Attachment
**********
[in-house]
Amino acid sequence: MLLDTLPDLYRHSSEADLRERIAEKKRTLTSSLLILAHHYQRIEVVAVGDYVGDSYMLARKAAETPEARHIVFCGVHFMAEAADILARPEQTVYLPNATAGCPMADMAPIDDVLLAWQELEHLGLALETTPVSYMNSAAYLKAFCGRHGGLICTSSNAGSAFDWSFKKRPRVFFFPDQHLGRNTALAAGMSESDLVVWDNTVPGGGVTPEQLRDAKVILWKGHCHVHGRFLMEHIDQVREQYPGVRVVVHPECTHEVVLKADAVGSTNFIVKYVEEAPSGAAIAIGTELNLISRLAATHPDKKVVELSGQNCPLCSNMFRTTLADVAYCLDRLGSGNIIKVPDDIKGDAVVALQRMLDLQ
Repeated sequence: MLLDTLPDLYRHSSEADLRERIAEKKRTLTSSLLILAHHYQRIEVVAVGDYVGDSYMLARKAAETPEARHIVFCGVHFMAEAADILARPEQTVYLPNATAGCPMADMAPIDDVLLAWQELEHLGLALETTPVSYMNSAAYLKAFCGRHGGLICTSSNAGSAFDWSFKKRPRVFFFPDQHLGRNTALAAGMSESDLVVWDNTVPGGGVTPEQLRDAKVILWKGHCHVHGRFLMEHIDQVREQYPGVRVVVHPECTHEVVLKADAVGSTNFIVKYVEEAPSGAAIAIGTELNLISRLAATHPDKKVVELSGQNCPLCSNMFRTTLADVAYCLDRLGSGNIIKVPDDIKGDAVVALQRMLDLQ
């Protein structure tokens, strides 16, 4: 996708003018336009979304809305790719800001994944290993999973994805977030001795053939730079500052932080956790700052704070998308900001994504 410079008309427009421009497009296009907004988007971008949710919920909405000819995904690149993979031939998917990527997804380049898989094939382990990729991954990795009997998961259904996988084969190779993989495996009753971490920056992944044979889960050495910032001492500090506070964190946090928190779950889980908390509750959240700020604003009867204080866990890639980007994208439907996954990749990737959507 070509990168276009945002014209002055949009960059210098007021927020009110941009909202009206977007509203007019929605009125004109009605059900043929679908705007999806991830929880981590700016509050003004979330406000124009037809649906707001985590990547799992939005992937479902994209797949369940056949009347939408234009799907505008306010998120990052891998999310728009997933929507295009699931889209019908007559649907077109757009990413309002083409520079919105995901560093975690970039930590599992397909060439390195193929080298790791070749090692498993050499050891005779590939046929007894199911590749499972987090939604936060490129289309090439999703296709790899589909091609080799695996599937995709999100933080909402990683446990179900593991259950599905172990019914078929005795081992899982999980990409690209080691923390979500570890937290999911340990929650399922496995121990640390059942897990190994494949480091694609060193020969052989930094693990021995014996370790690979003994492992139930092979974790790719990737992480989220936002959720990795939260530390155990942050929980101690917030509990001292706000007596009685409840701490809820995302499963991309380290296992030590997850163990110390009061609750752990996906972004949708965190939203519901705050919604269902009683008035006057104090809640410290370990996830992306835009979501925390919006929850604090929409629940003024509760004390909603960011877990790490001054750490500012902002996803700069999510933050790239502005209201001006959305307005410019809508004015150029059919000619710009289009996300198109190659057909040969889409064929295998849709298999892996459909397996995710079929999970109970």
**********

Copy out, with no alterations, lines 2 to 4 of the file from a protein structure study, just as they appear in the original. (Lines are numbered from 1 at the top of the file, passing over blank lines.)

Amino acid sequence: MLLDTLPDLYRHSSEADLRERIAEKKRTLTSSLLILAHHYQRIEVVAVGDYVGDSYMLARKAAETPEARHIVFCGVHFMAEAADILARPEQTVYLPNATAGCPMADMAPIDDVLLAWQELEHLGLALETTPVSYMNSAAYLKAFCGRHGGLICTSSNAGSAFDWSFKKRPRVFFFPDQHLGRNTALAAGMSESDLVVWDNTVPGGGVTPEQLRDAKVILWKGHCHVHGRFLMEHIDQVREQYPGVRVVVHPECTHEVVLKADAVGSTNFIVKYVEEAPSGAAIAIGTELNLISRLAATHPDKKVVELSGQNCPLCSNMFRTTLADVAYCLDRLGSGNIIKVPDDIKGDAVVALQRMLDLQ
Repeated sequence: MLLDTLPDLYRHSSEADLRERIAEKKRTLTSSLLILAHHYQRIEVVAVGDYVGDSYMLARKAAETPEARHIVFCGVHFMAEAADILARPEQTVYLPNATAGCPMADMAPIDDVLLAWQELEHLGLALETTPVSYMNSAAYLKAFCGRHGGLICTSSNAGSAFDWSFKKRPRVFFFPDQHLGRNTALAAGMSESDLVVWDNTVPGGGVTPEQLRDAKVILWKGHCHVHGRFLMEHIDQVREQYPGVRVVVHPECTHEVVLKADAVGSTNFIVKYVEEAPSGAAIAIGTELNLISRLAATHPDKKVVELSGQNCPLCSNMFRTTLADVAYCLDRLGSGNIIKVPDDIKGDAVVALQRMLDLQ
């Protein structure tokens, strides 16, 4: 996708003018336009979304809305790719800001994944290993999973994805977030001795053939730079500052932080956790700052704070998308900001994504 410079008309427009421009497009296009907004988007971008949710919920909405000819995904690149993979031939998917990527997804380049898989094939382990990729991954990795009997998961259904996988084969190779993989495996009753971490920056992944044979889960050495910032001492500090506070964190946090928190779950889980908390509750959240700020604003009867204080866990890639980007994208439907996954990749990737959507 070509990168276009945002014209002055949009960059210098007021927020009110941009909202009206977007509203007019929605009125004109009605059900043929679908705007999806991830929880981590700016509050003004979330406000124009037809649906707001985590990547799992939005992937479902994209797949369940056949009347939408234009799907505008306010998120990052891998999310728009997933929507295009699931889209019908007559649907077109757009990413309002083409520079919105995901560093975690970039930590599992397909060439390195193929080298790791070749090692498993050499050891005779590939046929007894199911590749499972987090939604936060490129289309090439999703296709790899589909091609080799695996599937995709999100933080909402990683446990179900593991259950599905172990019914078929005795081992899982999980990409690209080691923390979500570890937290999911340990929650399922496995121990640390059942897990190994494949480091694609060193020969052989930094693990021995014996370790690979003994492992139930092979974790790719990737992480989220936002959720990795939260530390155990942050929980101690917030509990001292706000007596009685409840701490809820995302499963991309380290296992030590997850163990110390009061609750752990996906972004949708965190939203519901705050919604269902009683008035006057104090809640410290370990996830992306835009979501925390919006929850604090929409629940003024509760004390909603960011877990790490001054750490500012902002996803700069999510933050790239502005209201001006959305307005410019809508004015150029059919000619710009289009996300198109190659057909040969889409064929295998849709298999892996459909397996995710079929999970109970």